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Haydee Castillo: Remove the Pillars Sustaining Dictatorship

The exiled Nicaraguan activist recently received the Acampa Network for Peace and the Right to Refuge’s 2024 International Human Rights Award

Redacción Confidencial

12 de abril 2024


To activist Haydee Castillo being awarded the 2024 Human Rights Award by the Acampa Network for Peace and the Right to Refuge, in their international category, simply means that once again the world “opens its eyes and turns them on Nicaragua.”

“We’re living in a context where receiving this type of recognition fills you with energy and strength to continue. Doors are opened to try everything possible and call attention to the situation that Nicaragua is experiencing,” stated Castillo in an interview with Confidencial, broadcast over their online news program Esta Noche.

The International Acampa Network, made up of 75 social, cultural, educational, community, and human rights organizations, announced the prizewinners on April 4, 2024. The Nicaraguan activist was named along with climate activist Greta Thunberg; Palestinian journalist Wael Al-Dahdouh; the United Nations Agency for Palestinian Refugees UNRWA; Palestinian filmmaker Bisan Owda; and Manuel Martin Garcia, public health spokesperson in Galicia, Spain.

The Ortega regime stripped Castillo of her right to nationality and a passport in 2023, and she currently lives as an exile in Costa Rica. She said winning the award represents an opportunity “to put Nicaragua in the center” of the international conversation about human rights violations.

Haydee Castillo and her advocacy work

From exile, Castillo continues advocating with the international community, demanding they turn their spotlight on the Nicaraguan crisis. “It’s not an easy task,” she admits.

“We were at the United Nations, and they told us it’s very hard to get Nicaragua put on the agenda with so many ongoing conflicts [in the world]. Now we have the problems between Ecuador and Mexico, and everyone turns their focus to that. That’s where our patient and incessant work comes in,” she asserted.

“Our aim is to have the international community take measures to remove the pillars that are still sustaining the dictatorship. In that sense, we’re engaged in an intense collective effort with the world’s financial structures so that they stop funding the dictatorship,” she explained.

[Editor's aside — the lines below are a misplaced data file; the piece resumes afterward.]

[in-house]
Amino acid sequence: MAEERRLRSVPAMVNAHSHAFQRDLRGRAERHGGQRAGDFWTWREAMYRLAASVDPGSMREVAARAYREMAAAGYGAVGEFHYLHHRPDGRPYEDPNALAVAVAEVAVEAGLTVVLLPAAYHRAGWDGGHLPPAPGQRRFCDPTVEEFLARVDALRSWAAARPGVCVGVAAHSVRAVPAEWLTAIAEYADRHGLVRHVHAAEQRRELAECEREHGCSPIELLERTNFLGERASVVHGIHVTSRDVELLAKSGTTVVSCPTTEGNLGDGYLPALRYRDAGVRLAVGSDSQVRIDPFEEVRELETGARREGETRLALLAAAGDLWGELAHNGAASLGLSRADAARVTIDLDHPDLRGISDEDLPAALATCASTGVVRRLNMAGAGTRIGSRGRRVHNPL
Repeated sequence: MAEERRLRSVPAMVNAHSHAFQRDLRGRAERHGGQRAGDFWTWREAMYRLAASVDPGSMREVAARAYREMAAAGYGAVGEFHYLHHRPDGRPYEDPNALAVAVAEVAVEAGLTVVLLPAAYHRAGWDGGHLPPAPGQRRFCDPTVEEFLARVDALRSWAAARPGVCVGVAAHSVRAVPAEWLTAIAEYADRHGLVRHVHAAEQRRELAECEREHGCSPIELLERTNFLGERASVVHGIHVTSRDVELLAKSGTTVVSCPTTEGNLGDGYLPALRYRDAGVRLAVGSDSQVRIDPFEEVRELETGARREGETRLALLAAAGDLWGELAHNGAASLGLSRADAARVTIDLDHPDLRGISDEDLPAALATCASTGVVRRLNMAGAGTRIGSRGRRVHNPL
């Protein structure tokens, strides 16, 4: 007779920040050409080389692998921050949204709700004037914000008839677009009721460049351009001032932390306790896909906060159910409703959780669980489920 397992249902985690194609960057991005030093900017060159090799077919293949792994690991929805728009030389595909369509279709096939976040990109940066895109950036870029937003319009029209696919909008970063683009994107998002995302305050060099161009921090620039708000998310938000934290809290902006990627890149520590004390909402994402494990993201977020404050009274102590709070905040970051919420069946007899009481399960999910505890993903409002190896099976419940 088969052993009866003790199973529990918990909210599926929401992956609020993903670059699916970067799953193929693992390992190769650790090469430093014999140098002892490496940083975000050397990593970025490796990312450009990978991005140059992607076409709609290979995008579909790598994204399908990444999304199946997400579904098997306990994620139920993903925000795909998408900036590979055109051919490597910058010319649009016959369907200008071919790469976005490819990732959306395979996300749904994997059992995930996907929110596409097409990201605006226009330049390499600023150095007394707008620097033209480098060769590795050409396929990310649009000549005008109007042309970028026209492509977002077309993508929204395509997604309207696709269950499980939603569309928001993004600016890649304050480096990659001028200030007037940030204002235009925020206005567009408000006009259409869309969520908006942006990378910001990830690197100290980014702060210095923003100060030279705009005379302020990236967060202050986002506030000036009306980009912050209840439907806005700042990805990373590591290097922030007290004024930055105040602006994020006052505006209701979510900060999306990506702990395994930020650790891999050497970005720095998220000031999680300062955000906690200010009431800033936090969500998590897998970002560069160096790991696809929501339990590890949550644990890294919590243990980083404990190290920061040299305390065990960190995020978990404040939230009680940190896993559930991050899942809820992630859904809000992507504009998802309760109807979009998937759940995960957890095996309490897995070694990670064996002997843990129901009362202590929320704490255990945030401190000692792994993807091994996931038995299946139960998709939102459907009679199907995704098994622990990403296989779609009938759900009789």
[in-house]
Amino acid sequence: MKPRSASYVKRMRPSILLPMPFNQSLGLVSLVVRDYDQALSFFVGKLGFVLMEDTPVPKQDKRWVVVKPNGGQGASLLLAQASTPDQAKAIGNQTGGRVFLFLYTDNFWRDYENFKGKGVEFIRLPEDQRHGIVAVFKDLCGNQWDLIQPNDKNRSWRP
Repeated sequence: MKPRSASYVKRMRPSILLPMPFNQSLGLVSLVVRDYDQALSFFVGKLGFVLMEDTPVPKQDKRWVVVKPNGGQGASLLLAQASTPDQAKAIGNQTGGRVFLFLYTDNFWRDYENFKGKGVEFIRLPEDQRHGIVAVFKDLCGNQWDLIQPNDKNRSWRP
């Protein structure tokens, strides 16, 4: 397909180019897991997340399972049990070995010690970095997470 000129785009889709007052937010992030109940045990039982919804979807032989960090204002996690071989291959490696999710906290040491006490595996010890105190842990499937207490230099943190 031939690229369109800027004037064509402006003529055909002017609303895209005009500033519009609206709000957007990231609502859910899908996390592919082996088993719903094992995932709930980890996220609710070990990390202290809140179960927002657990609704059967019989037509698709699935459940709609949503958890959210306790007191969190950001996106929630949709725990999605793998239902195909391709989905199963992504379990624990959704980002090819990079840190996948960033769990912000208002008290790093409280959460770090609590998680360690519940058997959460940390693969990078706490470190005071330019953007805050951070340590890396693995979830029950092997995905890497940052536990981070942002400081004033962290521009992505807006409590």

Proposals to end the crisis

As Nicaraguans mark six years since their country’s sociopolitical crisis exploded, Castillo stressed that opposition groups and human rights advocates, “need to present concrete proposals for a way out of the crisis.”

She explained that such proposals must contemplate a way to maintain and strengthen the political tissue within Nicaragua; remove the dictatorship’s financial leverage; contribute to the depolarization of society; establish a path for universal justice; and seek a collective political presence “that presents an alternative to Ortega’s power.”

“It’s disappointing how, right up to the present, the Ortega-Murillo regime has paid no price at all for so many barbarous actions, for so much criminality, for their crimes against humanity,” she underlined.

“The memory [of April] remains alive, no matter how much they want to impose a paper peace,” she concluded.

This article was published in Spanish in Confidencial and translated by Havana Times. To get the most relevant news from our English coverage delivered straight to your inbox, subscribe to The Dispatch.


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Redacción Confidencial

Redacción Confidencial

Confidencial es un diario digital nicaragüense, de formato multimedia, fundado por Carlos F. Chamorro en junio de 1996. Inició como un semanario impreso y hoy es un medio de referencia regional con información, análisis, entrevistas, perfiles, reportajes e investigaciones sobre Nicaragua, informando desde el exilio por la persecución política de la dictadura de Daniel Ortega y Rosario Murillo.